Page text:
As the debate on revealing names of those who had stashed money abroad was hotting up, a Parliamentary panel grilled finance ministry officials on why the confidentiality clause was put in tax treaties in the first place.
A few days after Finance Minister Pranab Mukherjee said the names could not be revealed at this stage due to international commitments, Parliament's Standing Committee on Finance asked ministry officials why such provisions were included in the tax pacts that came in the way of disclosing the names, said those familiar with the development.
The finance minister had said that the names could only be revealed when the Income Tax Department started prosecution and that even he did not know the names.
He had said if names were revealed at that stage, no other country would ever give information to India in these matters.
Officials told the panel, headed by former finance minister, Yashwant Sinha, that double taxation avoidance agreements (DTAAs) were being amended. India has already amended pacts with 23 countries to obtain information from their banks.
India has also completed negotiations on 10 new tax information exchange agreements, with Bahamas, Bermuda, British Virgin Islands, Isle of Man, Cayman Islands, Jersey, Monaco, Saint Kitts & Nevis, Argentina and Marshall Islands, out of 22 identified jurisdictions.
It has initiated process of negotiation with 65 countries to specifically allow the exchange of banking information and information regarding taxpayers not covered by DTAA.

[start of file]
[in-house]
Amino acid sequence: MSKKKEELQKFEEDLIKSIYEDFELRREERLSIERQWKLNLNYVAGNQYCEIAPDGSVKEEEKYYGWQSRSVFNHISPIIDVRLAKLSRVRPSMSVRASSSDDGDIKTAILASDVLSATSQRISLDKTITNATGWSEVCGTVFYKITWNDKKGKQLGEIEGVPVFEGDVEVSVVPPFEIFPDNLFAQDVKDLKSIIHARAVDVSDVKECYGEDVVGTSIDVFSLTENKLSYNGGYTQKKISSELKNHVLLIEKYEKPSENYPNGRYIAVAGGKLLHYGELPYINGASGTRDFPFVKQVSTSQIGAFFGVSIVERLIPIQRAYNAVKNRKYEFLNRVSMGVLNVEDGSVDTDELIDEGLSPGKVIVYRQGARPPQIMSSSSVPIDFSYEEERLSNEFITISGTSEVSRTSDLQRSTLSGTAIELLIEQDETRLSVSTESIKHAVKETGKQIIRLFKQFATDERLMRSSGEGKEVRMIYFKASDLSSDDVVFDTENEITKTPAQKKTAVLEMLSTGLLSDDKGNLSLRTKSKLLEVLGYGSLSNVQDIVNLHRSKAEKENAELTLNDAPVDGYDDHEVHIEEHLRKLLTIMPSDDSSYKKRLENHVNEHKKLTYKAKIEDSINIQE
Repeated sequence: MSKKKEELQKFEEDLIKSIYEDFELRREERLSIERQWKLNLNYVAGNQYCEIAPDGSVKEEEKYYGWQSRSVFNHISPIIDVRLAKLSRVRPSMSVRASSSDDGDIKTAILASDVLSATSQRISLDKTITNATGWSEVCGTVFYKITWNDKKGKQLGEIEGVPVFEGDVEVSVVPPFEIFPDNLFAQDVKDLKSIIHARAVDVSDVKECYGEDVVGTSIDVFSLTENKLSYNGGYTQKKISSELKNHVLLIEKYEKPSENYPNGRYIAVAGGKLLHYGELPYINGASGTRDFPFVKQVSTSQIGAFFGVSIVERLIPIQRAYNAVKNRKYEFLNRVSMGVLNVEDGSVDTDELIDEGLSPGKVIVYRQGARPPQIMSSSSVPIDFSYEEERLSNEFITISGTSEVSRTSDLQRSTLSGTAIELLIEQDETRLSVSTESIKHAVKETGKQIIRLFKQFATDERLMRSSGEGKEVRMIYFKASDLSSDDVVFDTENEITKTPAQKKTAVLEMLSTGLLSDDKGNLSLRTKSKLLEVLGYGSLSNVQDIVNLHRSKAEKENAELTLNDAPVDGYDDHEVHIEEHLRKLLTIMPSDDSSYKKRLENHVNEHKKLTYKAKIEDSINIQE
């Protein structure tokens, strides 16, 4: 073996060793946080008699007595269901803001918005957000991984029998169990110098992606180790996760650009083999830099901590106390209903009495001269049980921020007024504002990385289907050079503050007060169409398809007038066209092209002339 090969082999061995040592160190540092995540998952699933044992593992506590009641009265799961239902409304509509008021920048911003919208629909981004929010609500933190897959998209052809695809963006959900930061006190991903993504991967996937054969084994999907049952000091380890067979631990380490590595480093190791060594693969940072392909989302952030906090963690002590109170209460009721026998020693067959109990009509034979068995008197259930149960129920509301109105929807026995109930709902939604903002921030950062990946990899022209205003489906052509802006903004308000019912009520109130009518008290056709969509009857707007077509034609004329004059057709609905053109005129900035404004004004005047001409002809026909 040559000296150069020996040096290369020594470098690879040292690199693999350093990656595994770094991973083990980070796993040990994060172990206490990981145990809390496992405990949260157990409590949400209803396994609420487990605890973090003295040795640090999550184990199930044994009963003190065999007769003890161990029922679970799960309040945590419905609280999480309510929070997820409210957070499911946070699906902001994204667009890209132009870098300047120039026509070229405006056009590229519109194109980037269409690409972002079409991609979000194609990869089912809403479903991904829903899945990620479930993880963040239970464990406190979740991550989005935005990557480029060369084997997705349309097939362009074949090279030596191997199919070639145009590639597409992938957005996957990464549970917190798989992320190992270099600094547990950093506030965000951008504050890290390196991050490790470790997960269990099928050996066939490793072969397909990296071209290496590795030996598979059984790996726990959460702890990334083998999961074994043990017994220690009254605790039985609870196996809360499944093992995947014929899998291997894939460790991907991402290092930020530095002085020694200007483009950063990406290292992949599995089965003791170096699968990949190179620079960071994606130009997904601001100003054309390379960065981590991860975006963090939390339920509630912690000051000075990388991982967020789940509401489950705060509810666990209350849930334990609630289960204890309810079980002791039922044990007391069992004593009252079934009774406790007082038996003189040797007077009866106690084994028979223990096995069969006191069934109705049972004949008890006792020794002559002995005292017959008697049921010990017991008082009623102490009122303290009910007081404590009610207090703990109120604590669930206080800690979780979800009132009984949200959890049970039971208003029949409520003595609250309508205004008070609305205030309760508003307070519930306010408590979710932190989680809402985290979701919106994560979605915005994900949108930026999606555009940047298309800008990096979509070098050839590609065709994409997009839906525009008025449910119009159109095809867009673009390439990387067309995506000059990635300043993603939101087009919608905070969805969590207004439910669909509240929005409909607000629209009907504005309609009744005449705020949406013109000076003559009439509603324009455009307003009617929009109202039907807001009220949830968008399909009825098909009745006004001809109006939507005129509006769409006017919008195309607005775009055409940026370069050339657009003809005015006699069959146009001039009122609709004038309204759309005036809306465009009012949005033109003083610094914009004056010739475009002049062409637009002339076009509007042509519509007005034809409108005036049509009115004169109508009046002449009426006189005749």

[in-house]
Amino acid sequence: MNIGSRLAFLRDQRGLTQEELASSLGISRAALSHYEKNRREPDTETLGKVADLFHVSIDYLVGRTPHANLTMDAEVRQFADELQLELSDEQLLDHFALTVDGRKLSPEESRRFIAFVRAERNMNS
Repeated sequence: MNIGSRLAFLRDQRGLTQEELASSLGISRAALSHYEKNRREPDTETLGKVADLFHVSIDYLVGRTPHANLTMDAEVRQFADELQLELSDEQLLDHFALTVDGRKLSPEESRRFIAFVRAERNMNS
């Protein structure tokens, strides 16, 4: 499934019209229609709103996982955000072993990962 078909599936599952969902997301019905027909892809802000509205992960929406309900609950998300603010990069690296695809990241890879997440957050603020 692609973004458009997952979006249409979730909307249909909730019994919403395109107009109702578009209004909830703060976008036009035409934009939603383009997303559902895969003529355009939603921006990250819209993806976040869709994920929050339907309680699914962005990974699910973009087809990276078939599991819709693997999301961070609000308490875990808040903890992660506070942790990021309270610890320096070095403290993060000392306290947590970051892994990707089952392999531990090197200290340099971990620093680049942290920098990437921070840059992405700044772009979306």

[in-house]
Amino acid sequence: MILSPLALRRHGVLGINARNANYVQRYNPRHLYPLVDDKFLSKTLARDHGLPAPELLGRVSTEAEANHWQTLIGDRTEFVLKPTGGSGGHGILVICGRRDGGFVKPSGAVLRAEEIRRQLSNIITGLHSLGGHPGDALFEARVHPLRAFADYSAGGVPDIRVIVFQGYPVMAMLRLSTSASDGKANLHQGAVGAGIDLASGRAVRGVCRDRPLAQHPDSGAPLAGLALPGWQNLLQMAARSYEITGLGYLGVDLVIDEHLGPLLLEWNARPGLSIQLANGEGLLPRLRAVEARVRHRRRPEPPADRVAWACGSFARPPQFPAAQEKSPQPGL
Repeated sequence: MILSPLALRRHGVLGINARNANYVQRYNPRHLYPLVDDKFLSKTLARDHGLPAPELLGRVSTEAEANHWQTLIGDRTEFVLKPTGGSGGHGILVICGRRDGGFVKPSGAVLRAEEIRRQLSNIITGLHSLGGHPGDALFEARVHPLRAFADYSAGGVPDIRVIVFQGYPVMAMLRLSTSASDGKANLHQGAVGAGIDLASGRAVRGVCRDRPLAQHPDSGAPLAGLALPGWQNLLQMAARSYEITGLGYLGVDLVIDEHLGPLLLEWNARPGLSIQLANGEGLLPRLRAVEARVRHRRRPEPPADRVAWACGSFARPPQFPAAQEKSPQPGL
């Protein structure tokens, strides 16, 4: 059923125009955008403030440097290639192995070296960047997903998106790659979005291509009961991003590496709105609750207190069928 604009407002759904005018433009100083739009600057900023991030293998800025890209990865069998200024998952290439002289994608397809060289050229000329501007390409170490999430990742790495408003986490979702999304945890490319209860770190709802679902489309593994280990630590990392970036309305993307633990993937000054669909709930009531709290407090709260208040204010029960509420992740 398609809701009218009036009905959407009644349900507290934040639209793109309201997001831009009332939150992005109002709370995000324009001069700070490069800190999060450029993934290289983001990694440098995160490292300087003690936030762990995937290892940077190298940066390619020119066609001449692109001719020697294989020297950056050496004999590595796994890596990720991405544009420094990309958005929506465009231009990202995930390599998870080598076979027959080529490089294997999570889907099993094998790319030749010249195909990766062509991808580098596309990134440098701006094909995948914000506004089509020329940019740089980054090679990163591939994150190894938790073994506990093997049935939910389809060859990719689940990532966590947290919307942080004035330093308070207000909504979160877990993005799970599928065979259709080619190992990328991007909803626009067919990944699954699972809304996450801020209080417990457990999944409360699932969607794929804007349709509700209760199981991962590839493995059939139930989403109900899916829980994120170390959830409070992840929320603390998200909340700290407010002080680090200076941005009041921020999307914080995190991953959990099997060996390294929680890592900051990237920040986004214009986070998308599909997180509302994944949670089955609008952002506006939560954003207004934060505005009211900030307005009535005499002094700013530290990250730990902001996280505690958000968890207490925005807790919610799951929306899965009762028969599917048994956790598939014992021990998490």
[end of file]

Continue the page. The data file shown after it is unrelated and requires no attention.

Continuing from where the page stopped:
The government is setting up eight more income tax units overseas.
The panel also asked the officials why the finance ministry was going for amnesty scheme for bring into the country the money illegally parked outside.
The officials told the committee that the finance minister did not say that amnesty scheme would, in fact, be announced, but merely set up a committee to look into the matter.
In fact, the finance minister had said that amnesty scheme was a double-edged sword, since it could be criticised for penalising honest tax payers, but would also bring revenues to the exchequer.
The meeting was attended by Revenue Secretary Sunil Mitra and other tax officials. The panel also wanted to know the estimates of black money parked abroad.
The interim recommendations of BJP Task Force in 2009 had estimated the amount of black money between $50 crore and $140 crore, while a current Global Financial Integrity study estimated it at $46.2 crore.
Mukherjee had said all these estimates were based on various unverifiable assumptions and approximations, and so far there were no reliable estimates on black money, both inside and outside the country.
The government has constituted a multidisciplinary committee to get studies conducted to estimate the quantum of illicit fund generated by Indian citizens.
Last week, the Supreme Court had criticised the government on its handling of the black money issue and its reluctance to publicly disclose the name of Indians who had parked their illegal money in LGT Bank of Liechtenstein, a European nation bordering Switzerland.
The government had submitted the names of the account-holders to the Supreme Court but said it could not make them public due to the confidentiality clause in the agreement between India and Germany.